Friday, October 30, 2009

Crumb Reviewed

Shaw points us to two reviews of R. Crumb's illustrated The Book of Genesis:

David Hajdu in the Times has a few images from the book, and David Colton in USA Today interviewed Crumb in France:
The Rev. James Martin, a Jesuit priest who writes about pop culture and who has seen excerpts of the book, says Crumb is only the latest artist to bring the Bible to a new generation.
Did Paradise Lost seem quite so provocative to 17th Century England?

It might also be worth pondering Crumb's very "human" approach to Genesis in contrast with what Prof. Rogers describes as Milton's effort to be at, or before, the beginning of all poetry, all history, all time:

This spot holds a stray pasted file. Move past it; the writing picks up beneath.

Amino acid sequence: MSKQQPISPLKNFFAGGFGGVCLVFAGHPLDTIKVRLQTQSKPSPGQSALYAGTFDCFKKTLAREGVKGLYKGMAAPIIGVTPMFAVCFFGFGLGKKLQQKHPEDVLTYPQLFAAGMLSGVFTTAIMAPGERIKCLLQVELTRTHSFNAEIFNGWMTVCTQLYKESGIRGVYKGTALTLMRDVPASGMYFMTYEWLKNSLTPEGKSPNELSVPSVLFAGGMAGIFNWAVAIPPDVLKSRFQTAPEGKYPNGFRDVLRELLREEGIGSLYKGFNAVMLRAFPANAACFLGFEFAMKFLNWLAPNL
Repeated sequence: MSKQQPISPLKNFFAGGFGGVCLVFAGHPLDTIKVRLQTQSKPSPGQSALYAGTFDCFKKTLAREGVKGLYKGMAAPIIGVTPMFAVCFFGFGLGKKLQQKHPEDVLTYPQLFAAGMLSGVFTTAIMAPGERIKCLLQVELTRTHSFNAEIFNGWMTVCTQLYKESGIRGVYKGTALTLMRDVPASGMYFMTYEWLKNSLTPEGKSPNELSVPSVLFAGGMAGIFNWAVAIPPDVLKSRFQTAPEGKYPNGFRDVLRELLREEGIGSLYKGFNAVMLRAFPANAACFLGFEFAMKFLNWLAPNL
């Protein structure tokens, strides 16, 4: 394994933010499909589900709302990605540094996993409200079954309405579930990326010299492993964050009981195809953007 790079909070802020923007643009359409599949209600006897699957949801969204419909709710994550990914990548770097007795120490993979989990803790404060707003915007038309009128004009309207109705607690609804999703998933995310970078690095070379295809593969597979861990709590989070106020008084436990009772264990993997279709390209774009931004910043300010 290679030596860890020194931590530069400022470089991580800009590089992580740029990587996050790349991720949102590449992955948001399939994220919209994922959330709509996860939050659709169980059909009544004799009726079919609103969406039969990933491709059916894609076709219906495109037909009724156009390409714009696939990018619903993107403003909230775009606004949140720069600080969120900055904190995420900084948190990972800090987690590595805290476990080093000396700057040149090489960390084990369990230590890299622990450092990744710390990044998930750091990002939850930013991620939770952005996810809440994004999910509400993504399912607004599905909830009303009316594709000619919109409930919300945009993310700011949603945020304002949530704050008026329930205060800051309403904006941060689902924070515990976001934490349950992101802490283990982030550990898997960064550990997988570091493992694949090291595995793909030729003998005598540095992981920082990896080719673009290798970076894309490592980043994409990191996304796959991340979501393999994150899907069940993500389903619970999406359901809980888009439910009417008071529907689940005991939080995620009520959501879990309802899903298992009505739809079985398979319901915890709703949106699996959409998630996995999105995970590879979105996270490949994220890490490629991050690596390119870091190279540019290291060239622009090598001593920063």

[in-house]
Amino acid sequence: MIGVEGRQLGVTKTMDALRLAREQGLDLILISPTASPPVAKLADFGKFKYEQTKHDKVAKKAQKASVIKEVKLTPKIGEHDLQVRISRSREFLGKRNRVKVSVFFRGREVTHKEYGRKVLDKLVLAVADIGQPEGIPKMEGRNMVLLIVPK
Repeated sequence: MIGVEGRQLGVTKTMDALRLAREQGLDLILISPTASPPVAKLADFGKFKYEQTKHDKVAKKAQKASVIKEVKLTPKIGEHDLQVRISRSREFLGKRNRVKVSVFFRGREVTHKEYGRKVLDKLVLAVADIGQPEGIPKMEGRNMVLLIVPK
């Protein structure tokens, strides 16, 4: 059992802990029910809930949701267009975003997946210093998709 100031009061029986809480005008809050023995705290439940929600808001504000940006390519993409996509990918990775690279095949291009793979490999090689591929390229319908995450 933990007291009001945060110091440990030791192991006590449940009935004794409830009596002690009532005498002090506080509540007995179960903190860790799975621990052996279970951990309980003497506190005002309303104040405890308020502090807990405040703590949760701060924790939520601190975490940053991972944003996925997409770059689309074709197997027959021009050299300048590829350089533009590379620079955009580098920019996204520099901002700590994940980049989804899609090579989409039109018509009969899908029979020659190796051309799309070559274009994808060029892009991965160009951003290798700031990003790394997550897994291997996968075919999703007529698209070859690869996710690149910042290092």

Milton wants to create the illusion that he's predicting, or that he's prophesying, the actions recounted in the poem, as if Milton were prophesying what of course we know to be already past. This is the strategy of retrospective anticipation. Lecture 9.

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